Less genial and more decadent. Hunter unthinkingly and unfeelingly brings pain into the lives of Julian and those close to him. The first time the teenager Julian sees him is an embarrassing moment at Seaforth Grange. Coming around a corner he notices in a window the bare back of his art mistress and first love being stroked by Hunter, a man approximately in his late 20’s. The incident might be no more, for Julian, than an insignificant and inevitable instance of adolescent heartbreak. But it proves to be typical of Hunter’s way of life. He leaves the art mistress in the lurch for another whom, rumor says, he will marry. Years later, Julian discovers that Hunter never married her at all. Instead he took what he could from the liaisons with both women, and left without a twinge of conscience. In an almost identical manner. Hunter comes to Templingham to meet Sargie Lampitt. His stated purpose is to write a biography of Petworth Lampitt. Quickly, he enlists the aid of Julian’s cousin, Felicity, gets her with child, and departs with the papers in his care, leaving her at the mercy of a back-street abortionist.

When, on a call to see Felicity, Uncle Roy and Aunt Deirdre press him about his family and education, he says he never went to either Oxford or Cambridge and changes the subject. He is completely and charmingly Machiavellian in his use of people, and, apparently in his own mind, innocent of all wrongdoing. Women adore him, not because he is a passionate lover (he isn’t anything of the kind) but because they want to evoke from him the same kind of passion he makes them feel.

Hunter’s willing victim in A Bottle in the Smoke is Julian’s wife Anne. By a curious twist of fate, she is Sargie’s niece, a fact Julian does not know when he meets and falls in love with her. By this time, Julian is an aspiring novelist and actor—he cannot make up his mind which—and a part-time bartender at a local pub, the Black Botrie. Hunter is now a regular acquaintance and a BBC television celebrity. His fame stems from the first volume of the Lampitt biography, but the second volume remains unwritten. This is partially due to Hunter’s laziness, but also to the Lampitts, who found the book offensive and refuse to let him use the rest of “Jimbo’s” papers. Having an affair with Anne is really a calculated ploy to secure the copyright. By the end of the book, he has succeeded—his reputation, as always, untarnished—and is in a better position than ever to tell the British public what it ought to admire in literature and art. That a marriage has been destroyed is no concern of his. Julian, meanwhile, is not a famous writer but a radio actor on, of all things. Aunt Deirdre’s beloved “The Mulberrys.”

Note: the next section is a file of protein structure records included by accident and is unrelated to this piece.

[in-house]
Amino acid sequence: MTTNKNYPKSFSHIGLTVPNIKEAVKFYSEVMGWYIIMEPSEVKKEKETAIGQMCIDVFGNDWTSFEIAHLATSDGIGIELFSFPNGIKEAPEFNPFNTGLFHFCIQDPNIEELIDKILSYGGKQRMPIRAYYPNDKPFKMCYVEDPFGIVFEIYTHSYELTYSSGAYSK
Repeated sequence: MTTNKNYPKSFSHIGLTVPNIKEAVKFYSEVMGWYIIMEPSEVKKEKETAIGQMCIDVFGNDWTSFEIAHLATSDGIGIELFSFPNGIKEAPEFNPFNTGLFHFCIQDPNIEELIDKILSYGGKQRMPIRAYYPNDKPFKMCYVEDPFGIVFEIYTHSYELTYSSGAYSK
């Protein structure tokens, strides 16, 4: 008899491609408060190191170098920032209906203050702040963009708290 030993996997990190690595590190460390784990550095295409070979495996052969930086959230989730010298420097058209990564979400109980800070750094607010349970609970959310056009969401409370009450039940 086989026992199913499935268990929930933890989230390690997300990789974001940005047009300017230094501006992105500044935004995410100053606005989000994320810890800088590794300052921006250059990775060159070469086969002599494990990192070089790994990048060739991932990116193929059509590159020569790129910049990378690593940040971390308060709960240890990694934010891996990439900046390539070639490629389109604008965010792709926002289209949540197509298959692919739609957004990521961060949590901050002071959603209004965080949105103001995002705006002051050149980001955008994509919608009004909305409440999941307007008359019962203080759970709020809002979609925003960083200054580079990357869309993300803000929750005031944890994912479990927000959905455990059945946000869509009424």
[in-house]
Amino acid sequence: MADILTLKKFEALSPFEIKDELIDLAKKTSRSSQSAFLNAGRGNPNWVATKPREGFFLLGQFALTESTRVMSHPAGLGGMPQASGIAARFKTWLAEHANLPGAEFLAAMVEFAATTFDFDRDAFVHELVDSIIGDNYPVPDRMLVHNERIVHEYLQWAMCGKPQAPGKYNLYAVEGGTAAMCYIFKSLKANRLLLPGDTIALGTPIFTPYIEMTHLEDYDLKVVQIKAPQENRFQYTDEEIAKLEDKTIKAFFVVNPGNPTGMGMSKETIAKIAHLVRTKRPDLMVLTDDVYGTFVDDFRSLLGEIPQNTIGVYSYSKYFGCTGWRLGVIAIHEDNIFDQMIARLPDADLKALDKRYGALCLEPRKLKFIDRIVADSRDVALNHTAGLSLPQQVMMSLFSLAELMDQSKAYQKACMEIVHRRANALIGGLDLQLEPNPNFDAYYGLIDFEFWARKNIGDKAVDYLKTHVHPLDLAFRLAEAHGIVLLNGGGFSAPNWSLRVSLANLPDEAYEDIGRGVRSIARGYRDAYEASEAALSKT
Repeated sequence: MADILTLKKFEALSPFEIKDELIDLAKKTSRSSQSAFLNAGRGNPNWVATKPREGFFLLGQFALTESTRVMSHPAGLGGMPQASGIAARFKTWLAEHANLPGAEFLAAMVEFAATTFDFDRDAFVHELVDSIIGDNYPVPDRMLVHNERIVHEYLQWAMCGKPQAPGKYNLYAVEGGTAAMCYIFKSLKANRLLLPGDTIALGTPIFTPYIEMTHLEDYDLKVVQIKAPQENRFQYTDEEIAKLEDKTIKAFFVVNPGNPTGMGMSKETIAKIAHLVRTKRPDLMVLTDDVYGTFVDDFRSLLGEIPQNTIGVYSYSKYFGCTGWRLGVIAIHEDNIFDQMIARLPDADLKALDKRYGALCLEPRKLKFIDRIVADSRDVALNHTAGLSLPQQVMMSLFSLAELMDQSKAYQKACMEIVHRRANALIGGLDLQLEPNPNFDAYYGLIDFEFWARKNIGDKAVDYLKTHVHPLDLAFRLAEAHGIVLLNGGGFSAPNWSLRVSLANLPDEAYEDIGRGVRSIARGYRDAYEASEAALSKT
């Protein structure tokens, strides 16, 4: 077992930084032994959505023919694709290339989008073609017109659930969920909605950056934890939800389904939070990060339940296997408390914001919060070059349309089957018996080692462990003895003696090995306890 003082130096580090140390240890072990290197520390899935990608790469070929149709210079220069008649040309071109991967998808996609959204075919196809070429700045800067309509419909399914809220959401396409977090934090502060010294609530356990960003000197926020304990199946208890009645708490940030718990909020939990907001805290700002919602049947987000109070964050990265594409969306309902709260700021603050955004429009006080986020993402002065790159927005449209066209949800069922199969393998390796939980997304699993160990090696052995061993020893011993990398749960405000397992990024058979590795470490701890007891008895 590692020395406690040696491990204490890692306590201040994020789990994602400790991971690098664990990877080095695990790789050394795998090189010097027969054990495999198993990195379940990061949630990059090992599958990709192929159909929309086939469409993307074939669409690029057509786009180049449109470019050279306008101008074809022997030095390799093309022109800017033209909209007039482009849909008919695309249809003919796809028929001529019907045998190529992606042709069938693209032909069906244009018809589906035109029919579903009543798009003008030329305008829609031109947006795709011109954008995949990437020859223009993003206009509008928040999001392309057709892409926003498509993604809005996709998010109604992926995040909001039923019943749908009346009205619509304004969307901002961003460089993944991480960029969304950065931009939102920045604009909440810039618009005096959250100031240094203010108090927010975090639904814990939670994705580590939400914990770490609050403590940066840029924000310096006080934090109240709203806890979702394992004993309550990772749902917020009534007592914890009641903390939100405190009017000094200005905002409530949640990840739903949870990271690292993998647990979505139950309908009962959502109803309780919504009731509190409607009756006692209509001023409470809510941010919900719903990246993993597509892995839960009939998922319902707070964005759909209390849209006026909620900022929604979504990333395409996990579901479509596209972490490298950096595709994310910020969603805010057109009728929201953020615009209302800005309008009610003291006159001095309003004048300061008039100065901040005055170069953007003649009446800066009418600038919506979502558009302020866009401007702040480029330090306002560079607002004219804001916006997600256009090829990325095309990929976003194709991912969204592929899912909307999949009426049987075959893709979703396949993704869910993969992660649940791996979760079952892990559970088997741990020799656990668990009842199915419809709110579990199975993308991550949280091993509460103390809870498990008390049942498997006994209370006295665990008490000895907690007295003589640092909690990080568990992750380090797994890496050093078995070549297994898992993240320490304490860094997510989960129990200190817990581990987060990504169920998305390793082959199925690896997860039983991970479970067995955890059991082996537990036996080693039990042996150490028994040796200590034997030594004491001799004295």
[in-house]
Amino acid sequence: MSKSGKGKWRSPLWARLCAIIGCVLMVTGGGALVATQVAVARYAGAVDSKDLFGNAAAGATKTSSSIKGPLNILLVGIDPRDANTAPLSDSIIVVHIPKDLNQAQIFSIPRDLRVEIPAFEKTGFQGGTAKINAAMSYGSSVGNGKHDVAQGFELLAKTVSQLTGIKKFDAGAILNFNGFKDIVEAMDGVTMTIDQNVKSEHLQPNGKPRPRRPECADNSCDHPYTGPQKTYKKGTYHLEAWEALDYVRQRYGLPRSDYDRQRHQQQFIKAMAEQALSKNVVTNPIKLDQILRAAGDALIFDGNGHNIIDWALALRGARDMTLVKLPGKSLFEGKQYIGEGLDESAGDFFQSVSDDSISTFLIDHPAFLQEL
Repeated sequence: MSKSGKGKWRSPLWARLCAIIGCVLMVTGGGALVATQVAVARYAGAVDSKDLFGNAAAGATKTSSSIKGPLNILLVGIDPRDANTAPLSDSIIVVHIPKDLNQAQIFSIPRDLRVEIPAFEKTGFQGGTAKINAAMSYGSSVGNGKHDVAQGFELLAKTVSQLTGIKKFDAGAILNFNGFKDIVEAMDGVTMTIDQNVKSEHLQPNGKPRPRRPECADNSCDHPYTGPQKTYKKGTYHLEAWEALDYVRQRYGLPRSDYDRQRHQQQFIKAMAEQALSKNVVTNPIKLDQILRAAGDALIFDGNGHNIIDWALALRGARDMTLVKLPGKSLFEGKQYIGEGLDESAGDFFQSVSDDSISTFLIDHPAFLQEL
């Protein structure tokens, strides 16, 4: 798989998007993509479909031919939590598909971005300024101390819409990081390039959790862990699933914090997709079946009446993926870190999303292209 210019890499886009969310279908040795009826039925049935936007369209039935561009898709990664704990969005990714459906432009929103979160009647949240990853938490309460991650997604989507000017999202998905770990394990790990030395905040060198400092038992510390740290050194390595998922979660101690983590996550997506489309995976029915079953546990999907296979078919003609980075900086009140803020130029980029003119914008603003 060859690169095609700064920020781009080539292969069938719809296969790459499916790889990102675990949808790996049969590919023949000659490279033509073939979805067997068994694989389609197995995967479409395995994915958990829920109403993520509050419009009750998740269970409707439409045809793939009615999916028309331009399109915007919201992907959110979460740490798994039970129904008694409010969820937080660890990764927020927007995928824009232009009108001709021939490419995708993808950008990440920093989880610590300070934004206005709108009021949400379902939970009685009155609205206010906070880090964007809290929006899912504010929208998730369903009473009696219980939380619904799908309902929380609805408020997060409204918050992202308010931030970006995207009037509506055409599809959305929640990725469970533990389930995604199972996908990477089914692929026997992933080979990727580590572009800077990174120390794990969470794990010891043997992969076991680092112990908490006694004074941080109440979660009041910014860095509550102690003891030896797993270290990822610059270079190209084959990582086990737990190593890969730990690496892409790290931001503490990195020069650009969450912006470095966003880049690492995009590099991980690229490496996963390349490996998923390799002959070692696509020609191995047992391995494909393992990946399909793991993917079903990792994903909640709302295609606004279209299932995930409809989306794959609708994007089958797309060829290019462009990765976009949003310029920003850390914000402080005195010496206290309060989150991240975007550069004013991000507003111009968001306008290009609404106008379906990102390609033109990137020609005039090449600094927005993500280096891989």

There is no way a short review can do justice to this outstanding novel. For one thing, the trilogy still has one volume to go. What is more, the novel abounds with characters too eccentric to describe here, some of the most interesting of them at the Black Bottle: Day Muckley, the alcoholic failed novelist; Rikko and Fenella, Julian’s landlord and landlady; Cyril, the proprietor of the pub, who looks like T.S. Eliot but has one of the filthiest mouths in London. The meaning of it all is the sum of the events and characters. Possibly the best way to depict Wilson’s dark vision of the country, the people, and the age is through Uncle Roy’s gloss of Psalms 119:83: “For I am become A Bottle in the Smoke.” “It wouldn’t have been a glass bottle,” Roy says. “You’ve got to think of yourself as shrivelling up like an old leather pouch too near the fire.”


[A Bottle in the Smoke, by A.N. Wilson (New York: Viking) 320 pp., $18.95]